Much like countries newly transformed into democracies, people are not always prepared for sudden freedoms. This is notable in the large numbers of international students that Bangladesh exports across the world, outwardly for education but motivated by migration prospects.
Only a few weeks ago, two Bangladeshi students who had arrived in Australia in the months prior died while driving recklessly and intoxicated with alcohol. It is alleged they were drag racing late at night before one collided with a pole. The accident was so tragic and brutal that police at the scene described one of the cars as having “disintegrated.”
While this was an extreme case, having social freedoms not present in their home countries can be very exciting for newly arrived students but also present dangers for those unable to manage the access to both alcohol and sexual liberation.
In an article for an Australian newspaper titled “The Secret Lives of International Students”, several students mostly from Asia relate the enjoyment they experienced being able to attend parties and concerts freely, experiment with drugs and interact with the opposite sex. For example, Indonesian student Dea says “Back home my friends couldn’t even go on a date wearing shorts, let alone be in a room with a boy.”
Several homosexual students spoke about their freedom to experiment in Australia but how they would need to conform to arranged, heterosexual marriages back home after they graduated.
Many are able to navigate and enjoy the greater tolerance and freedoms of the West, particularly women who are often subject to stricter social controls in their ancestral lands.
However, there is the dark side. For example, I have seen several newly arrived male students on sexual assault charges after they mistakenly interpreted local women as giving them alluring signals. The reality was that the girls were dressed normally but wearing what to Muslim students was scantily clad clothing such as short skirts or tight T-shirts.
Sometimes the women smiled in what to locals would be considered as completely innocent and merely polite, but what appeared to males from a repressed sexual culture as proof that Western women were sexually available, even to them.
Likewise, with alcohol, which is forbidden in Muslim countries and taboo in many others. I have a strong memory of seeing men depicted in Bollywood or Bangladeshi movies become suddenly and dangerously drunk as soon as they have even the tiniest sip of alcohol. It is an utterly inaccurate message that alcohol cannot be consumed in an enjoyable, healthy way.
"Tragedies associated with inability and experience with social freedoms will be more common if no priority or education is placed upon such matters."
One of my own relatives became horribly embarrassed one night after becoming heavily intoxicated to the point of vomiting. Having come to Australia to study commercial cookery, despite having a Master’s degree, it was the first time she had consumed alcohol. She didn’t eat anything beforehand, drank strong spirits too quickly and a physiology unaccustomed to the delights of alcohol crashed to a humiliating end.
Hers was a juvenile rite of passage that many youths have endured and learnt from. But for her it was never to be spoken about again, such was her shame, let alone there be any mention of it to her parents and relatives at home. There was a genuine perception that it might damage marriage prospects, for it had the potential to tarnish her as a party girl. Being dangerously drunk as a single woman was one rung below no longer being a virgin.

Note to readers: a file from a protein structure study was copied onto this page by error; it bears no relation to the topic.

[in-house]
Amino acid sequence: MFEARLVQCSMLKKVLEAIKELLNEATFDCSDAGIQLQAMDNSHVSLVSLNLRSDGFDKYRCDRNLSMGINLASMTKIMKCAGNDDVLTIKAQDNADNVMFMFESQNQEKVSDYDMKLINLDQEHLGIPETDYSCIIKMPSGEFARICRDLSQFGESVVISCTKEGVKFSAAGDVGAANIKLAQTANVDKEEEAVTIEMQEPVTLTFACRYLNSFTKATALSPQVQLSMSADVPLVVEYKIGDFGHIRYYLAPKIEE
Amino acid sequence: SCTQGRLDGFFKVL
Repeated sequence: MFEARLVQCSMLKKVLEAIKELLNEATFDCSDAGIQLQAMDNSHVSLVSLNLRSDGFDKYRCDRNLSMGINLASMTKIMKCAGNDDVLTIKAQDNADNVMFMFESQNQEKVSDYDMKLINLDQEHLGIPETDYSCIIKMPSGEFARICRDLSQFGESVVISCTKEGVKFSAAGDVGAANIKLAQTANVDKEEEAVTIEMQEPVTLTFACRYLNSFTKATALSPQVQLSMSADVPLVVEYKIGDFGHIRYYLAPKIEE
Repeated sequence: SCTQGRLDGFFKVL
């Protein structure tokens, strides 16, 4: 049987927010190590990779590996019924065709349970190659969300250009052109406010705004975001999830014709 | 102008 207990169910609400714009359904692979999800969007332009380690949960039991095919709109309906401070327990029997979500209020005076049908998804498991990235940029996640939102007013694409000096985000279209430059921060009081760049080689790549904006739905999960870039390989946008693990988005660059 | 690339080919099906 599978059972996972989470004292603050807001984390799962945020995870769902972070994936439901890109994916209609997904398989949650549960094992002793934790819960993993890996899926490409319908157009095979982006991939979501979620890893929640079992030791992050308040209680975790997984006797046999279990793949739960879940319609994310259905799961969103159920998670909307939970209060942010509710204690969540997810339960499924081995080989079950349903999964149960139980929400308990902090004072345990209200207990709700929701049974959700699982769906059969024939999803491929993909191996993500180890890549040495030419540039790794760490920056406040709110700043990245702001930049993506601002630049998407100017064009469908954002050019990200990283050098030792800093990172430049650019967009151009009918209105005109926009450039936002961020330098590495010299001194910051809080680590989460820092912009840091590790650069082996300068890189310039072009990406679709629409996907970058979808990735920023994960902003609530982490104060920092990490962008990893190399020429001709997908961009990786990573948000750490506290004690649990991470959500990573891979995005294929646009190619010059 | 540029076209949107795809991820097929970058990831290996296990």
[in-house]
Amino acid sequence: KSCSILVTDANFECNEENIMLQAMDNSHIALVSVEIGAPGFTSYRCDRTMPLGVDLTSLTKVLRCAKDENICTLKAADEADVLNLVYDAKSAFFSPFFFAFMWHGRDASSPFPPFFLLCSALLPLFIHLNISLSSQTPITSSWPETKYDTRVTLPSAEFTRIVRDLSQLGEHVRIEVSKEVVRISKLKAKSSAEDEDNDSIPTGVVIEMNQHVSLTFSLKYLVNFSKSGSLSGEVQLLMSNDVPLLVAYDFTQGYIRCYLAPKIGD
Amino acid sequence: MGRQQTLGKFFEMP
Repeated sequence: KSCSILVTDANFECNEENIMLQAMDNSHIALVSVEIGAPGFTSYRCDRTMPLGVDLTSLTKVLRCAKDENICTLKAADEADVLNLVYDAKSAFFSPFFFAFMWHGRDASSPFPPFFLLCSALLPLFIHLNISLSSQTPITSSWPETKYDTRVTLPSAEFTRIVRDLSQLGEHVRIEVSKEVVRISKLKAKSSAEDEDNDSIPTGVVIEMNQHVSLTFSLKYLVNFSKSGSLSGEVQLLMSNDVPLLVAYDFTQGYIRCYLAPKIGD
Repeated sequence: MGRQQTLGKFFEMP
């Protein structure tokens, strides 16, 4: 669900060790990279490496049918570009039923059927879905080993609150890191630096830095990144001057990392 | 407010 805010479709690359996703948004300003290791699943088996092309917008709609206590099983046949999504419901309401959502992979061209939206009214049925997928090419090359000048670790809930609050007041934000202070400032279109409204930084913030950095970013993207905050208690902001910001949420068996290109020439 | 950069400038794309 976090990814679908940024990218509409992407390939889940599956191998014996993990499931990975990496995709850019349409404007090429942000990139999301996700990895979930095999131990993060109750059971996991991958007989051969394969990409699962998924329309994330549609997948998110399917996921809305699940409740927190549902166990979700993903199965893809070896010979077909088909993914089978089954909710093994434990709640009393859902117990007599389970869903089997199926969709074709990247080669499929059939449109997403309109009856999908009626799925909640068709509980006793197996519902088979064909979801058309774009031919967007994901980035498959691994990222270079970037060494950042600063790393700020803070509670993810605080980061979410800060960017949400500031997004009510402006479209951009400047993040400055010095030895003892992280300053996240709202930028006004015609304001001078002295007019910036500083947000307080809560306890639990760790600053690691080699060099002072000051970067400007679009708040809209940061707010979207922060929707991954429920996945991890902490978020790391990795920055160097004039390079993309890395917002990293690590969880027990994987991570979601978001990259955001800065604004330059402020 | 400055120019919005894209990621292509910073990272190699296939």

For others, not being able to manage alcohol can lead to finding themselves in dangerous situations, behaving inappropriately with others and, at worst, being prone to acting recklessly and impulsively, much like the students killed in the car accident.
In reality, Bangladeshi culture does not prepare young adults for such freedoms. There is little emphasis on building autonomy or steadily increasing access to freedoms throughout the teenage years with an expectation of virtual independence in the twenties, as there is in Western culture. The conformity and strict regulation of feeding, eating and behavior happens early in Western parenting styles. For example, babies are quickly shifted away from the marital bed and allowed to cry themselves to sleep. The practice is known as controlled crying.
In Asian cultures like Bangladesh, the children are infact expected to conform strongly to clan and cultural expectations once they being to achieve young adulthood, be it with occupational or marital choices. There is no emphasis on children achieving autonomy and then navigating their own life. Some of these norms are changing as the middle classes have greater access to Western norms, but it doesn’t change the fact that the average Bangladeshi student arriving overseas is unlikely to have ever done even the slightest bit of housework, let alone undertake paid employment in roles that would be shameful in their homelands.
They would also have had very little experience with alcohol or in intimate relationships with the opposite sex.
There is a growing awareness of such problems, but tragedies associated with inability and experience with social freedoms will be more common if no priority or education is placed upon such matters.